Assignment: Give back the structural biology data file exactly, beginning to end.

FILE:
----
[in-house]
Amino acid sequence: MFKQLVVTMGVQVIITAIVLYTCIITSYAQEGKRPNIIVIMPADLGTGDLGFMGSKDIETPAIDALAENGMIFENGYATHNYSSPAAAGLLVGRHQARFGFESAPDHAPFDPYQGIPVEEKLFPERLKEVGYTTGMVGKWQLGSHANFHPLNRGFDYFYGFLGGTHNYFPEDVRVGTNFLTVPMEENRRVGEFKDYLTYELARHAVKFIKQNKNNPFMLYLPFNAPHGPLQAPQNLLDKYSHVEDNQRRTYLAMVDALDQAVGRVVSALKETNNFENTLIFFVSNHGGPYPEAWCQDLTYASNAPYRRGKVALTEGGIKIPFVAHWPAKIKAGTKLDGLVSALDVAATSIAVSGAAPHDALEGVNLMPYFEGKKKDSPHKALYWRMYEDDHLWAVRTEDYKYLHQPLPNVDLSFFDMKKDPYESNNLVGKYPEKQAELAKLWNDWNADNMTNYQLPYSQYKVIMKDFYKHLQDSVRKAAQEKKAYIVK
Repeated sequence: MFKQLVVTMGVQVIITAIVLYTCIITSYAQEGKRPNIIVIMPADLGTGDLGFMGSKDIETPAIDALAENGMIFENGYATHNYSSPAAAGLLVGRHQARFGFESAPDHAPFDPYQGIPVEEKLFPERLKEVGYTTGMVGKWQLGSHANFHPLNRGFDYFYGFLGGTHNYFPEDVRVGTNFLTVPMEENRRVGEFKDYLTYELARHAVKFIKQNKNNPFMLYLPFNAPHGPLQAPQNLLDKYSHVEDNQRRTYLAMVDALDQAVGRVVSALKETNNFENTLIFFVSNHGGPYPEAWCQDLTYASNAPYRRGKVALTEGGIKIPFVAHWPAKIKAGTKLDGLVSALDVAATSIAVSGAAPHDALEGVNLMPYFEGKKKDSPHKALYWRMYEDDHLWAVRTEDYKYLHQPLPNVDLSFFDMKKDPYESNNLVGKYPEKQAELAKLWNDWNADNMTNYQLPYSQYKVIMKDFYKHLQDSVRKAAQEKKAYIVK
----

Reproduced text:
[in-house]
Amino acid sequence: MFKQLVVTMGVQVIITAIVLYTCIITSYAQEGKRPNIIVIMPADLGTGDLGFMGSKDIETPAIDALAENGMIFENGYATHNYSSPAAAGLLVGRHQARFGFESAPDHAPFDPYQGIPVEEKLFPERLKEVGYTTGMVGKWQLGSHANFHPLNRGFDYFYGFLGGTHNYFPEDVRVGTNFLTVPMEENRRVGEFKDYLTYELARHAVKFIKQNKNNPFMLYLPFNAPHGPLQAPQNLLDKYSHVEDNQRRTYLAMVDALDQAVGRVVSALKETNNFENTLIFFVSNHGGPYPEAWCQDLTYASNAPYRRGKVALTEGGIKIPFVAHWPAKIKAGTKLDGLVSALDVAATSIAVSGAAPHDALEGVNLMPYFEGKKKDSPHKALYWRMYEDDHLWAVRTEDYKYLHQPLPNVDLSFFDMKKDPYESNNLVGKYPEKQAELAKLWNDWNADNMTNYQLPYSQYKVIMKDFYKHLQDSVRKAAQEKKAYIVK
Repeated sequence: MFKQLVVTMGVQVIITAIVLYTCIITSYAQEGKRPNIIVIMPADLGTGDLGFMGSKDIETPAIDALAENGMIFENGYATHNYSSPAAAGLLVGRHQARFGFESAPDHAPFDPYQGIPVEEKLFPERLKEVGYTTGMVGKWQLGSHANFHPLNRGFDYFYGFLGGTHNYFPEDVRVGTNFLTVPMEENRRVGEFKDYLTYELARHAVKFIKQNKNNPFMLYLPFNAPHGPLQAPQNLLDKYSHVEDNQRRTYLAMVDALDQAVGRVVSALKETNNFENTLIFFVSNHGGPYPEAWCQDLTYASNAPYRRGKVALTEGGIKIPFVAHWPAKIKAGTKLDGLVSALDVAATSIAVSGAAPHDALEGVNLMPYFEGKKKDSPHKALYWRMYEDDHLWAVRTEDYKYLHQPLPNVDLSFFDMKKDPYESNNLVGKYPEKQAELAKLWNDWNADNMTNYQLPYSQYKVIMKDFYKHLQDSVRKAAQEKKAYIVK